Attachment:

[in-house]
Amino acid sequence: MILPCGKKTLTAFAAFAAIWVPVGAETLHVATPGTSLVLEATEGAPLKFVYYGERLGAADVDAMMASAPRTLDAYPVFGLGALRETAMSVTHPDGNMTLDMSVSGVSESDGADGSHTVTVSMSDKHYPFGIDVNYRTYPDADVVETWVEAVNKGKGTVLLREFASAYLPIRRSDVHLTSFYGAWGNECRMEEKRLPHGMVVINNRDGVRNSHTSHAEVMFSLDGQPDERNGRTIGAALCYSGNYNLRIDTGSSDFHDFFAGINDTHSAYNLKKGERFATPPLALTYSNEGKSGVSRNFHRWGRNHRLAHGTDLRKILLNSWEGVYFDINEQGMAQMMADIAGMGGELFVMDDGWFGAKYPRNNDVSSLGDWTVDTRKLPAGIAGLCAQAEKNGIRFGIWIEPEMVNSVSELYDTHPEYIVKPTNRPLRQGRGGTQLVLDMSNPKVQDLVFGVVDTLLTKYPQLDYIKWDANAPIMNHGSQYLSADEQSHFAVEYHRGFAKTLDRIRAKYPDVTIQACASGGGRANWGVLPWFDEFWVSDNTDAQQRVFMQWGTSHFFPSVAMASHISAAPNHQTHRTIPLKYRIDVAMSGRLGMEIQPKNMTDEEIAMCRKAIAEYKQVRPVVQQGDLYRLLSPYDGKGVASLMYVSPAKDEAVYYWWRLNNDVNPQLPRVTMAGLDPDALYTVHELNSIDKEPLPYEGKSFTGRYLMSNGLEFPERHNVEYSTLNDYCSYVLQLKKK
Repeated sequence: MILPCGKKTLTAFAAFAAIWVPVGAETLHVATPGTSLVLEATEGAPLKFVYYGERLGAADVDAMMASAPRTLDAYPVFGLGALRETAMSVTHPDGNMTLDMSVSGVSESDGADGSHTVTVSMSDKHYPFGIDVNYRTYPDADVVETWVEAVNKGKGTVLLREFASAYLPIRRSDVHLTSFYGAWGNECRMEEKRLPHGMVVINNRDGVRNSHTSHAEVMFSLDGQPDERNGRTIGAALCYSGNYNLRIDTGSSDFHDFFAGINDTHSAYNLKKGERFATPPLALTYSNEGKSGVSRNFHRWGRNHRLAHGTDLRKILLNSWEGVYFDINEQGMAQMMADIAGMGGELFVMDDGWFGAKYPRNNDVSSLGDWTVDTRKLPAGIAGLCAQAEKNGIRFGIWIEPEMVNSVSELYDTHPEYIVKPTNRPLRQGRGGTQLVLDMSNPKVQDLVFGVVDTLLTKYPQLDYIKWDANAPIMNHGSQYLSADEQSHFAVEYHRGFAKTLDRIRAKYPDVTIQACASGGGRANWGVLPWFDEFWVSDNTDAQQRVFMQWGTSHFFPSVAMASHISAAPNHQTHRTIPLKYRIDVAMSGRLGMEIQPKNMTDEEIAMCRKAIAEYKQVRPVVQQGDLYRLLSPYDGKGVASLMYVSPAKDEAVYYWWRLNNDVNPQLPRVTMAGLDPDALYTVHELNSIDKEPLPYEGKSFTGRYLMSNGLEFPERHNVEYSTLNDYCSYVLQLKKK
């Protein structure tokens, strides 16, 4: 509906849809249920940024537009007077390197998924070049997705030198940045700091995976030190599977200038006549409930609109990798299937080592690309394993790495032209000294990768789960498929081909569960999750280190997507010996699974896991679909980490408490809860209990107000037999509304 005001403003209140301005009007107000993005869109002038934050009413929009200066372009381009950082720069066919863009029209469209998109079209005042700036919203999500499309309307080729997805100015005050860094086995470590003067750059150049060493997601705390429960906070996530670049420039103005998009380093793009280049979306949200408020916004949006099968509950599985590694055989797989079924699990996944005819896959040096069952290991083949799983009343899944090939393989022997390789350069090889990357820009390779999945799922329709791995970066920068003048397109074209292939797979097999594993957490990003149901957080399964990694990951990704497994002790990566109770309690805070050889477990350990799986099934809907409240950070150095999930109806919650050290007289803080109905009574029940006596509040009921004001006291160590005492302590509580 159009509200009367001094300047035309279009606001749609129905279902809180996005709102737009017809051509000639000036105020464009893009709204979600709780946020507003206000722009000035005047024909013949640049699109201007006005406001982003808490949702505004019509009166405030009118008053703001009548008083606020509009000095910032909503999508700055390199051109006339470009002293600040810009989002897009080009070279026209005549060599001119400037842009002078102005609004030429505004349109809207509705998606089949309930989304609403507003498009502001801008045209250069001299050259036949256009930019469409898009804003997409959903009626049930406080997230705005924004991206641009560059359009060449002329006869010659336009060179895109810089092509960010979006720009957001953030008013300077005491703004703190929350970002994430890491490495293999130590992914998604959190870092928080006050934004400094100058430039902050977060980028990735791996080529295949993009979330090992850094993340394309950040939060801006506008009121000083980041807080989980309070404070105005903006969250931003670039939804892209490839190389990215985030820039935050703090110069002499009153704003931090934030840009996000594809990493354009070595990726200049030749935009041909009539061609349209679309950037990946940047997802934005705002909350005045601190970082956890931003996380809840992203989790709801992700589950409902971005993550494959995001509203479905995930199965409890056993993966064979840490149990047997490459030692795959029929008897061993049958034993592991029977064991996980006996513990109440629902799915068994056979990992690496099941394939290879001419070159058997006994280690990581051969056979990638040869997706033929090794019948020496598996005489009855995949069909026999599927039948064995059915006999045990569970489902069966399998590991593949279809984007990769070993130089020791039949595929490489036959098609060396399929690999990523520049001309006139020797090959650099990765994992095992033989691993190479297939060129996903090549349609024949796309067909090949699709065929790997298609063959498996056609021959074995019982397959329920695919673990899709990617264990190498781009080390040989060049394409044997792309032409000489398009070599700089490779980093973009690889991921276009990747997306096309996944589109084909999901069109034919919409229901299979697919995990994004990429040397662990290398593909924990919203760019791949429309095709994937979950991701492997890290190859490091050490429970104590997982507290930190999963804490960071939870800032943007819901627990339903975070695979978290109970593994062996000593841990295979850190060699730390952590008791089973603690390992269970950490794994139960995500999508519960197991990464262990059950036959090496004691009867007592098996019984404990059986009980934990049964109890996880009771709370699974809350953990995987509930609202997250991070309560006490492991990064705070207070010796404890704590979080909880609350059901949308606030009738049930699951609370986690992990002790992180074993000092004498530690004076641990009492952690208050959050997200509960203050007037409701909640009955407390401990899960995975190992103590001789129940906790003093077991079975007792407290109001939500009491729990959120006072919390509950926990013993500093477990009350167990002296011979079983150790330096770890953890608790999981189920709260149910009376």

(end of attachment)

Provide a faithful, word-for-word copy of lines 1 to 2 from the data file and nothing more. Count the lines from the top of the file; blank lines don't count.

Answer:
[in-house]
Amino acid sequence: MILPCGKKTLTAFAAFAAIWVPVGAETLHVATPGTSLVLEATEGAPLKFVYYGERLGAADVDAMMASAPRTLDAYPVFGLGALRETAMSVTHPDGNMTLDMSVSGVSESDGADGSHTVTVSMSDKHYPFGIDVNYRTYPDADVVETWVEAVNKGKGTVLLREFASAYLPIRRSDVHLTSFYGAWGNECRMEEKRLPHGMVVINNRDGVRNSHTSHAEVMFSLDGQPDERNGRTIGAALCYSGNYNLRIDTGSSDFHDFFAGINDTHSAYNLKKGERFATPPLALTYSNEGKSGVSRNFHRWGRNHRLAHGTDLRKILLNSWEGVYFDINEQGMAQMMADIAGMGGELFVMDDGWFGAKYPRNNDVSSLGDWTVDTRKLPAGIAGLCAQAEKNGIRFGIWIEPEMVNSVSELYDTHPEYIVKPTNRPLRQGRGGTQLVLDMSNPKVQDLVFGVVDTLLTKYPQLDYIKWDANAPIMNHGSQYLSADEQSHFAVEYHRGFAKTLDRIRAKYPDVTIQACASGGGRANWGVLPWFDEFWVSDNTDAQQRVFMQWGTSHFFPSVAMASHISAAPNHQTHRTIPLKYRIDVAMSGRLGMEIQPKNMTDEEIAMCRKAIAEYKQVRPVVQQGDLYRLLSPYDGKGVASLMYVSPAKDEAVYYWWRLNNDVNPQLPRVTMAGLDPDALYTVHELNSIDKEPLPYEGKSFTGRYLMSNGLEFPERHNVEYSTLNDYCSYVLQLKKK